The Cost of the Post-9/11 Security State Is $21 Trillion, Report Finds

The war on terror has fueled 20 years of massive military and other spending.

Lcpl. Nicholas Guevara/U.S. Mari/Planet Pix via ZUMA Press Wire

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The war in Afghanistan is coming to a close just days before the 20th anniversary of its preceding event: the 9/11 attacks. Even as the US government pledges to keep attacking targets in the country there—producing horrific collateral damage—the military is out, and we’re beginning to take stock of its enormous cost.

There are the typical numbers you might see, specific to the war in Afghanistan: $2.3 trillion spent; 2,443 American service members killed, along with 3,846 US contractors; and an estimated 71,000 Afghan and Pakistani civilians killed. Widening the scope, analyses of data from all the US post-9/11 war-on-terror violence paint an even starker picture: $6.4 trillion in direct spending on wars and war-related costs; 800,000 killed directly in the wars in Afghanistan, Iraq, Pakistan, Syria, Yemen, and elsewhere; 38 million displaced; and “counterterrorism” operations in 85 countries.

But that’s still not a full accounting of US foreign and domestic military and related activity in the wake of 9/11. A new study from the National Priorities Project at the progressive Institute for Policy Studies calculates that over the 20 years since 9/11, the United States has spent $21 trillion on “militarization, surveillance, and repression,” when analyzed holistically.

“Twenty years later, the War on Terror has fed a sprawling security apparatus that was designed for counterterrorism but has also taken on immigration, crime, and drugs,” the report’s authors wrote.

The policy and spending choices made in this era have “turbo-charged militarism and xenophobia” internationally and domestically, they wrote, and have “driven some of the deepest divisions in US politics, including the growing threats of white supremacy and authoritarianism.”

And although some of the ill effects are hard to measure monetarily, there are figures that can be cited, the paper argues. For the military, the cost has been $16 trillion, including $7.2 trillion for military contracts. Additionally, the authors tabulated $3 trillion for veterans’ programs, $948 billion for the Department of Homeland Security, and $731 billion for federal law enforcement.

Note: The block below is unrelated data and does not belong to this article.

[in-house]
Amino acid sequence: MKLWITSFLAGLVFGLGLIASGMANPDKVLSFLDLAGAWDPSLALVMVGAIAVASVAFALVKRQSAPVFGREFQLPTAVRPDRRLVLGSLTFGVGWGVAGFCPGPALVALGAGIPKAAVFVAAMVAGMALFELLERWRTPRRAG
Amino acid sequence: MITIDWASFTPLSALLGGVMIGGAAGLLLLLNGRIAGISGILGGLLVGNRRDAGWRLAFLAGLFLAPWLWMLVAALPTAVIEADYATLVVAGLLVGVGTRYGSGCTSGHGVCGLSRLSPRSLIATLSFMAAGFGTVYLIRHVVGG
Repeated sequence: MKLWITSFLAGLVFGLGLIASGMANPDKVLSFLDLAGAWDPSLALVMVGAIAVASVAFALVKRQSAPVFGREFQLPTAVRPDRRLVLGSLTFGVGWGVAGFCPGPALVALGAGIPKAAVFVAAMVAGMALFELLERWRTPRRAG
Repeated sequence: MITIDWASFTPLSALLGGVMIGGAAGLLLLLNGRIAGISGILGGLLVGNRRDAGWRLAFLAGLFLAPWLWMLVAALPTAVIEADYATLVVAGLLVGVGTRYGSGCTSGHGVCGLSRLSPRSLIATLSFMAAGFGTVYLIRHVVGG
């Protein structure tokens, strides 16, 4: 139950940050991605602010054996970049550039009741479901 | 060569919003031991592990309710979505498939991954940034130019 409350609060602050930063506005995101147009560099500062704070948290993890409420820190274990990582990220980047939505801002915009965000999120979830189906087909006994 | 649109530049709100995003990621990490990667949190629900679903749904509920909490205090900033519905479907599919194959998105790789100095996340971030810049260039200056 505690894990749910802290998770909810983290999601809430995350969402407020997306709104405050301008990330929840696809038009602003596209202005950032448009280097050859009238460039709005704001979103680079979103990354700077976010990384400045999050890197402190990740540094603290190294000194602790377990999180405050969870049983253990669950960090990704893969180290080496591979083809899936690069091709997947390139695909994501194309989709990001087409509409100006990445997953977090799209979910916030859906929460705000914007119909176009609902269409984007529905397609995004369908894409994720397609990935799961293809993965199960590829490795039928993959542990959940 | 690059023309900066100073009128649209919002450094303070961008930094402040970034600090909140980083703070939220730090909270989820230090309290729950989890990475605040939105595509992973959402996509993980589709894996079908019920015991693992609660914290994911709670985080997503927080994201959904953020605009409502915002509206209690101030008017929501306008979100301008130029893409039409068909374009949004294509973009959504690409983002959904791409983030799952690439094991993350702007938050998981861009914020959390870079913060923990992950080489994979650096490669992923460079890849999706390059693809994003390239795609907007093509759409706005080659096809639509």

Some may find the $21 trillion figure over-inclusive, since most of these agencies would have spent considerable sums even in the absence of the 9/11 attacks. But the authors argue that spending on federal law enforcement programs is relevant “because the militarization of police and the proliferation of mass incarceration both owe much to the activities and influences of federal law enforcement. The same agencies use the same militarized tactics to combat terrorism, crime, and narcotics.” Additionally, they argue, federal law enforcement agencies operate domestically and globally and frequently collaborate with the Department of Defense.

“Over the last 20 years,” they wrote, “[defense] contractors took in more than $7.2 trillion in DoD funds, compared to only $4.7 trillion in the 20 years before that, which included the peak years of the Cold War and nuclear weapons.”

The Department of Homeland Security is included because of its post-9/11 origins and mission, while the Federal Emergency Management Agency, which is part of DHS, is not included. Federal law enforcement makes the cut due to its heavy counterterrorism and border security missions. “The same agencies use the same militarized tactics to combat terrorism, crime, and narcotics,” the authors wrote. 

The authors argued that for far less money, the country could have funded major projects such as fully decarbonizing the US electric grid, wiping away student debt, guaranteeing preschool for young children, and increasing pay for teachers. Post-9/11 spending on the War on Terror and its outgrowths “is proof of concept that the US government has both the means and the political will to act on its priorities,” the authors wrote, making the case that a different path was possible.

“The militarization of US domestic and foreign policy over the past two decades has wreaked havoc,” the authors wrote. “It has cost lives and well-being for those caught up in our foreign wards and our domestic crackdowns alike, and has cost a fortune in the process.”

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